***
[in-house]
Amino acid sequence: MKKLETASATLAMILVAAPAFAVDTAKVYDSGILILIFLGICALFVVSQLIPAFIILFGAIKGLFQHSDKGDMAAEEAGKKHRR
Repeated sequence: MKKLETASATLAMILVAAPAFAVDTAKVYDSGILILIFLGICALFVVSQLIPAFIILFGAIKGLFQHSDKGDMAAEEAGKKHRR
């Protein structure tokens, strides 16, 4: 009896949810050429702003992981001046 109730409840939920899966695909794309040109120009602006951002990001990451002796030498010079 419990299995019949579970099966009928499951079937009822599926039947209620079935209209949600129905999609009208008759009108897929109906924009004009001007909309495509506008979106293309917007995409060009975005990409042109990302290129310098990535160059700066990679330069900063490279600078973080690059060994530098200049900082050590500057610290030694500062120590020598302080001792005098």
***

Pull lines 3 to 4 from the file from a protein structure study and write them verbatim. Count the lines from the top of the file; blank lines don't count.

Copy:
Repeated sequence: MKKLETASATLAMILVAAPAFAVDTAKVYDSGILILIFLGICALFVVSQLIPAFIILFGAIKGLFQHSDKGDMAAEEAGKKHRR
């Protein structure tokens, strides 16, 4: 009896949810050429702003992981001046 109730409840939920899966695909794309040109120009602006951002990001990451002796030498010079 419990299995019949579970099966009928499951079937009822599926039947209620079935209209949600129905999609009208008759009108897929109906924009004009001007909309495509506008979106293309917007995409060009975005990409042109990302290129310098990535160059700066990679330069900063490279600078973080690059060994530098200049900082050590500057610290030694500062120590020598302080001792005098």